Neil has been drag racing since he was sixteen. I’m not exaggerating when I say he eats, drinks and sleeps drag racing. He used to talk in his sleep, mumbling some nonsense and then clearly say something like “manifold”. I once told him to get a 1-800 call and ask Neil phone so we could make some money on the time he spends just talking about it. People still call him to ask questions and since it’s a passion, he knows pretty much everything you need to know about it. He never tires of talking about it, researching it, working on cars or watching it. It’s a community of like minded people and they feel free to start up a conversation with any other racer anywhere, like they’ve known each other for years.
He won a Wally in NHRA’s Super Gas category in 1985! It’s the equivalent of an actor winning an Oscar. Some people race their entire lives and don’t win one.
He’s actually a pretty private guy and would never brag like this, but since I’m his wife of almost forty years, I hope you’ll forgive me. I’m really proud of him and his achievements, even though I don’t share his passion. I just don’t get it and have disappointed him more than once by saying “who cares who gets to the finish line first”. He has explained to me numerous times that he isn’t really racing the other guy, he’s racing himself. Drag Racing is a science and making that perfect run involves a lot of thought. It’s not only the car and engine, the fuel, it’s the tires and how hot they are, the air temperature and wind direction are also factors that he keeps track of and weighs in when he works on his strategy! See, I must have learned something over the years because I know this stuff! When we were dating and first married, I went with him to all of his races. I’m not really into sport, so I usually took a book with me. This was before internet and smart phones and frankly I was bored. Of course I cheered him on and was excited when he made a run, but you can sit there for 6 or 8 hours before a run. Then, if you aren’t familiar with drag racing, it’s a quarter of a mile in less than 10 seconds. Boom, it’s over and you’re back to waiting for the next one. When our kids were young, we bought a motor home and went to the races as a family. We have 3 daughters and none really had the passion to race. We bought a little TV with video and the girls and I would watch Disney movies, make food and run out to see Daddy’s run, then back to the motor home. It was great family time.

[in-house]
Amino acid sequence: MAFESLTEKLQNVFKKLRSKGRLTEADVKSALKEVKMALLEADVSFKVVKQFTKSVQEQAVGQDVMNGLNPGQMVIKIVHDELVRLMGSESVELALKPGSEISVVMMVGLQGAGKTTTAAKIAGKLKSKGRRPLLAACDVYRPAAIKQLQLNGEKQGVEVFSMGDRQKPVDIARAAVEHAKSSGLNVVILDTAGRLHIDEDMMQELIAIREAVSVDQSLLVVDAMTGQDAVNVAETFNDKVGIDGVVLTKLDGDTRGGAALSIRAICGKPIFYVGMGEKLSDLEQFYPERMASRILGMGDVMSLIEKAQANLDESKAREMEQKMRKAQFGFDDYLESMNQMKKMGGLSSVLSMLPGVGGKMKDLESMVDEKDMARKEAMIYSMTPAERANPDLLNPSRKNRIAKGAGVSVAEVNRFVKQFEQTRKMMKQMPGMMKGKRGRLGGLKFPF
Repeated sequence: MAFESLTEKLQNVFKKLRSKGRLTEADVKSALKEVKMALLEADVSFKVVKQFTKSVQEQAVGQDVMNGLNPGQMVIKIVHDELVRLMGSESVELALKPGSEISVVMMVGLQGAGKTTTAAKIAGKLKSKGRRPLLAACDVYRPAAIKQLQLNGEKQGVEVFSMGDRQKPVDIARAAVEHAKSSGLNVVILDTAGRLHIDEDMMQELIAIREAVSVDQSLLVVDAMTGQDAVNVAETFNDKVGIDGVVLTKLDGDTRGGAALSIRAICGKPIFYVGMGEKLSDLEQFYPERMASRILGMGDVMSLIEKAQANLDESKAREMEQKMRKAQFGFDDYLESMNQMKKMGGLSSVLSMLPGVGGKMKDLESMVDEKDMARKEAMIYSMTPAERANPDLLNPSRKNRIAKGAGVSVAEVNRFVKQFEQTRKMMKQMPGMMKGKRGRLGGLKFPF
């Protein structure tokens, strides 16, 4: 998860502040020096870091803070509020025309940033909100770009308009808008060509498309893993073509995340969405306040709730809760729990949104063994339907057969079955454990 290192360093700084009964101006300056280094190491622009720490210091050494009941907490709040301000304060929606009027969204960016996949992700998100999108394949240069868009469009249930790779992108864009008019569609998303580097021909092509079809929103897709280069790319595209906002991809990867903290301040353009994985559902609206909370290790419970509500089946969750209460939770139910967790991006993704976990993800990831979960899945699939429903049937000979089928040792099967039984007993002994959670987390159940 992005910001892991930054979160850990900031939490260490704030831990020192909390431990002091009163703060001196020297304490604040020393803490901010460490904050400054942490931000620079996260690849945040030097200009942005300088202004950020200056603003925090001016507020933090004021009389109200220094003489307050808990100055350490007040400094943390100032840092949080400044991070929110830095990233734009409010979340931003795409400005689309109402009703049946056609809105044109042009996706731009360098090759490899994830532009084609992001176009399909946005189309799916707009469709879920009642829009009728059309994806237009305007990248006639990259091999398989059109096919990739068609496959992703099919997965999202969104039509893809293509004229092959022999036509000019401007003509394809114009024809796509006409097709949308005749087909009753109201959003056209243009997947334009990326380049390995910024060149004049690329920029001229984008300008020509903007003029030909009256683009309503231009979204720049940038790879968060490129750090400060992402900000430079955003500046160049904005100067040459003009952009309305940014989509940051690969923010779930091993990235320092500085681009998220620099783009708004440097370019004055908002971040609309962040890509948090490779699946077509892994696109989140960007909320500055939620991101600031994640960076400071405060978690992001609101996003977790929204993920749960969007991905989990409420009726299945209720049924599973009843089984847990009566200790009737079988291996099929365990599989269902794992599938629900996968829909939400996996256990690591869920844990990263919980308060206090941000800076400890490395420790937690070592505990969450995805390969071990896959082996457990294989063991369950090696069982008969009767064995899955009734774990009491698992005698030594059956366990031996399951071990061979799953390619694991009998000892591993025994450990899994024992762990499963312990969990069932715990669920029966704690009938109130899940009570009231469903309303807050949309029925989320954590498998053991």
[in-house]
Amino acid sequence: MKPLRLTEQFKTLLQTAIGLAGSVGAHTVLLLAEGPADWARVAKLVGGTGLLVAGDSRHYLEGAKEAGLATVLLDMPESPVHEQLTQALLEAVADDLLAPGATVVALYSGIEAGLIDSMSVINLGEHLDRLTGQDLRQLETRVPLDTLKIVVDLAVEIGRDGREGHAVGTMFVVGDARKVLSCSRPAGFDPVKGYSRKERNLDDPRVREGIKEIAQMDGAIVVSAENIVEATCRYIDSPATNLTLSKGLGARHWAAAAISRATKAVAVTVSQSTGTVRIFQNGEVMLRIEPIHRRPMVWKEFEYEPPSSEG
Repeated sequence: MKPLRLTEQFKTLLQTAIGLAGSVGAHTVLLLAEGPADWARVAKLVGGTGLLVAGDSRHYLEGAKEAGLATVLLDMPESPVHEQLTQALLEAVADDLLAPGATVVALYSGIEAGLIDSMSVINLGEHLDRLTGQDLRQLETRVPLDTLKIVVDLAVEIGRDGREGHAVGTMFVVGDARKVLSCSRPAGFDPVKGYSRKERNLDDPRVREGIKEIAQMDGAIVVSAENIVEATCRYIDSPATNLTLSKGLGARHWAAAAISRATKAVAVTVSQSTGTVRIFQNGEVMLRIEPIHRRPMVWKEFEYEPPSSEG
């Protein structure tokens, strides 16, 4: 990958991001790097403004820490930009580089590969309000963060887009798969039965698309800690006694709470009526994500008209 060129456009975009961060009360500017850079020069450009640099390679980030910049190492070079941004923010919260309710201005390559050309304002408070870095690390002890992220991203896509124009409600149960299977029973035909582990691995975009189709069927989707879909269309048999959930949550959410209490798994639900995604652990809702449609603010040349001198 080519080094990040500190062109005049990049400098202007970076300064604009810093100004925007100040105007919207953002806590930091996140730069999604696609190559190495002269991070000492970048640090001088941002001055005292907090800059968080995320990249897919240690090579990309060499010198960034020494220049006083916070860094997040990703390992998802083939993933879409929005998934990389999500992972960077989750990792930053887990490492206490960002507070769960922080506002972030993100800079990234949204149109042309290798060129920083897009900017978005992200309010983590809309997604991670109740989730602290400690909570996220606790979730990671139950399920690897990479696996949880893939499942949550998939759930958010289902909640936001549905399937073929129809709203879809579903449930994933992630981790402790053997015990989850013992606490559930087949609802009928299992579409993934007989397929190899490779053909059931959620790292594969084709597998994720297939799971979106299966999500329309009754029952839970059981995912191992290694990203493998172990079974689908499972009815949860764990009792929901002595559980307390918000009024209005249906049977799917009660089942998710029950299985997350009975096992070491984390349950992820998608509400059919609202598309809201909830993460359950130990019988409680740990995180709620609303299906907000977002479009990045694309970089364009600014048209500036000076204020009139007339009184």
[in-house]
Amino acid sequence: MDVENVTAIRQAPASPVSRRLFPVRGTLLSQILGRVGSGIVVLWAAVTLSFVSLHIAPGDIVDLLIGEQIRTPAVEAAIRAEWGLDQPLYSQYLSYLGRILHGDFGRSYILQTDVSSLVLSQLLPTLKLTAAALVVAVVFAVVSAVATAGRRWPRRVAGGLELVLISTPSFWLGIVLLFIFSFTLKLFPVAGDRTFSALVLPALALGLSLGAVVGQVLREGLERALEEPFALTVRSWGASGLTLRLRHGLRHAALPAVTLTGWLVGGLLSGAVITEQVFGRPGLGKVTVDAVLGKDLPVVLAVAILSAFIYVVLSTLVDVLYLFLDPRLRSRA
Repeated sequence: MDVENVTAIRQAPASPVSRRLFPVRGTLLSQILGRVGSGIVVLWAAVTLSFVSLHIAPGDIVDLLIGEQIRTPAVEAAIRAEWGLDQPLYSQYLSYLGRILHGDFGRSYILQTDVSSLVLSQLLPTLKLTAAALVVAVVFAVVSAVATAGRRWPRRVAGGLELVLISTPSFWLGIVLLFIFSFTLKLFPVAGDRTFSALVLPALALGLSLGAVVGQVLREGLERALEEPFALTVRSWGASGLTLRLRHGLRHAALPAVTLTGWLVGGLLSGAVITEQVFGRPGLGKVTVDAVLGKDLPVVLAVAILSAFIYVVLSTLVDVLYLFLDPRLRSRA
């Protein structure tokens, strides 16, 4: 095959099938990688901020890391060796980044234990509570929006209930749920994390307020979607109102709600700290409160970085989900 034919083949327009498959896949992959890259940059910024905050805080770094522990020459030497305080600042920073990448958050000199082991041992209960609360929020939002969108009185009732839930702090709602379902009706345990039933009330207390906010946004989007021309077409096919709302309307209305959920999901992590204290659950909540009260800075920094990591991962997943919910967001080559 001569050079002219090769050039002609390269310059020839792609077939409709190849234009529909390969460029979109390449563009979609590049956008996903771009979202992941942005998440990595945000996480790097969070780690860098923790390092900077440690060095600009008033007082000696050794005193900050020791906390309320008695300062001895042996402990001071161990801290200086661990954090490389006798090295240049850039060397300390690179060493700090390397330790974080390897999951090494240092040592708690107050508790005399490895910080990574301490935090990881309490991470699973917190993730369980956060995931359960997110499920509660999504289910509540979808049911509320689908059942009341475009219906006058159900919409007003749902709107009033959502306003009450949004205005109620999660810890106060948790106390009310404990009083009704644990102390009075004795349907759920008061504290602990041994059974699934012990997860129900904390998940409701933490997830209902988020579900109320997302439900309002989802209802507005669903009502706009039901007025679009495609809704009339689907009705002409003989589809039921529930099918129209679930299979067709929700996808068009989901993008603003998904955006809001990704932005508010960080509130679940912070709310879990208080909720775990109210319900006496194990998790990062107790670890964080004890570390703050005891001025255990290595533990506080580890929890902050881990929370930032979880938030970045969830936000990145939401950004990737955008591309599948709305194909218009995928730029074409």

He still races today, although not drag racing. He is building a Bonneville car at the moment and goes every year he can to Speed Week there.
It came as no surprise that he did a little research and found that there was a race in Santa Pod a few hours north of where we were staying in London. He got online and figured out which bus and train he needed to take to get there, he got up early and he went. He had a fantastic time and met some excellent people. I tried to get him to guest write this post for me, but he says he’s no writer. I have interviewed him about his experience and hope I can do it justice. (stay tuned for part 2 and his experience at Santa Pod)
Needless to say he had a fabulous time. At about 7:30 that night, I told my friend Sue that I was getting a little worried. She looked at me and said “he’s an adult and he speaks the same language, sort of”. Of course she was right and he walked in a few minutes later carrying some Chinese take away that he had gotten walking home from the bus stop. Just like a local!